Republican presidential hopeful Mitt Romney got a thumbs up from the Cleveland Plain Dealer on Saturday.

Ahead of Tuesday's Ohio primary, the newspaper said the former Massachusetts governor is the only remaining candidate capable of appealing to a wide enough swath of voters to defeat President Obama in November.

"The GOP needs a nominee who can appeal to swing voters and disaffected Democrats, because neither party can rely on its hard-core enthusiasts to carry this key swing state," the endorsement said.

"None of Romney's GOP rivals seem capable of such engagement — or of appealing to a broad range of voters," it said. 

While an endorsement, the editorial expressed concern about Romney's freely changing stances on issues, a portion of the endorsement omitted by Romney's camp in an email.

"Consistency is certainly a problem for Romney," the endorsement said. "The one-time moderate has adjusted his positions on so many issues — including abortion and gay rights — that his core beliefs are a mystery," it said.

"In this campaign, he has tried so hard to prove his conservative bona fides that he has undercut one of his greatest selling points: the pragmatism that enabled him to get things done as a Republican governor in one of the nation's most Democratic and liberal states."

The endorsement linked Romney's lack of political experience — one term as governor, two statewide campaigns and an unsuccessful bid for the GOP presidential nomination four years ago — with his inability to personally connect with voters.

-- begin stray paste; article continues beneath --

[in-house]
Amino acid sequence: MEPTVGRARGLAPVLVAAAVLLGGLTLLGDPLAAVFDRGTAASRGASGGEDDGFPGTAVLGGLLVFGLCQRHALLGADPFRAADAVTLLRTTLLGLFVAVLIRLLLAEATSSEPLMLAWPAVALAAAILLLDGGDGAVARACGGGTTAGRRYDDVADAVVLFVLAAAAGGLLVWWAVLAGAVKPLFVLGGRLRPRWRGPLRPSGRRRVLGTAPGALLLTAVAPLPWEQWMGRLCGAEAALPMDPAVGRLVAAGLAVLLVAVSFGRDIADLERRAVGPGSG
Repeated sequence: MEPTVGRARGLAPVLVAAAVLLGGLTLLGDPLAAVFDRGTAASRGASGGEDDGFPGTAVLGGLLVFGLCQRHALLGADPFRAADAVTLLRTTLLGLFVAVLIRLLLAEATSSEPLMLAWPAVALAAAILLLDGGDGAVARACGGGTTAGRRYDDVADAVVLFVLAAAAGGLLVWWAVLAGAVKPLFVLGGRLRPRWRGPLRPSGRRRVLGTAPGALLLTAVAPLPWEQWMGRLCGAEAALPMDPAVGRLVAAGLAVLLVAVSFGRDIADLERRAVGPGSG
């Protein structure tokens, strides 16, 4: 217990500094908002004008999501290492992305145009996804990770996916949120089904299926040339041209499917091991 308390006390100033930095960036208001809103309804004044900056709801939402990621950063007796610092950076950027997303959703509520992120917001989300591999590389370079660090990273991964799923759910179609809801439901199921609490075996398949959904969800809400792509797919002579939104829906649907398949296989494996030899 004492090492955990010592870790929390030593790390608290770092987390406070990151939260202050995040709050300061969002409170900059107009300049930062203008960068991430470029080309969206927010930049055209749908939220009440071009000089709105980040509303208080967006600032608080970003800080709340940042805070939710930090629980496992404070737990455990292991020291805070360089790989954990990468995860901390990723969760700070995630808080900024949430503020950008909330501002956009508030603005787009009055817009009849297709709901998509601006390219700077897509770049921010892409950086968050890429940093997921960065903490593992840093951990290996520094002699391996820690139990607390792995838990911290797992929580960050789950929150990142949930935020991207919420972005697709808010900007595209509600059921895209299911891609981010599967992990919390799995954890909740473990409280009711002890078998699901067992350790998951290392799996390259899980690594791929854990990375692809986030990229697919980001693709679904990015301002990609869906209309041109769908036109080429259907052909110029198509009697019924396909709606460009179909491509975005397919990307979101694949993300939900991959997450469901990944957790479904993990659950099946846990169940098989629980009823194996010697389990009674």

"By the standards of most serious presidential contenders, his political resume is short: Perhaps that is why he sometimes appears so awkward in public, especially when talking about himself and, in particular, his personal wealth," the endorsement said. 

But the paper said it is Romney's business and private-sector experience — including his time as governor and as the executive with the Salt Lake City Olympics — that set him apart from the GOP field. 

"He has had to make tough choices, trade short-term pain for long-term gain," the paper said.

"A serious debate between Romney and Obama about the proper role and size of government would be healthy for a nation facing grave fiscal challenges."

Polls show Romney is closing the gap on front-runner Rick Santorum in Ohio, the highest profile of Super Tuesday's contests.

Romney has pulled to within the margin of error, according to a survey from Quinnipiac University. And a survey from conservative polling outlet Rasmussen shows even bigger gains for Romney.

In Ohio, a state every president has won since Abraham Lincoln, Romney fits the bill as a candidate the paper said could make changes in a hostile environment of Washington.

"The next president, regardless of party, will have to work in a Washington riven by partisan and ideological chasms," it said. 

"Romney ought not to shy from his proven ability to build bridges."

The paper went on to criticize the three other candidates. 

Santorum, a former senator from Pennsylvania, took a hit on his promises to focus on the economy — especially manufacturing — while, instead, making social issues a priority.

"Religious conservatives may cheer, but he's out of step with moderate swing voters," the paper said.

The Ohio paper said former House Speaker Newt Gingrich "seems more grandiose than practical, and the hostility of so many former colleagues is telling."

Texas Rep. Ron Paul "is admirable for his consistency" but his "libertarian, isolationist worldview is a poor fit to the nation's needs."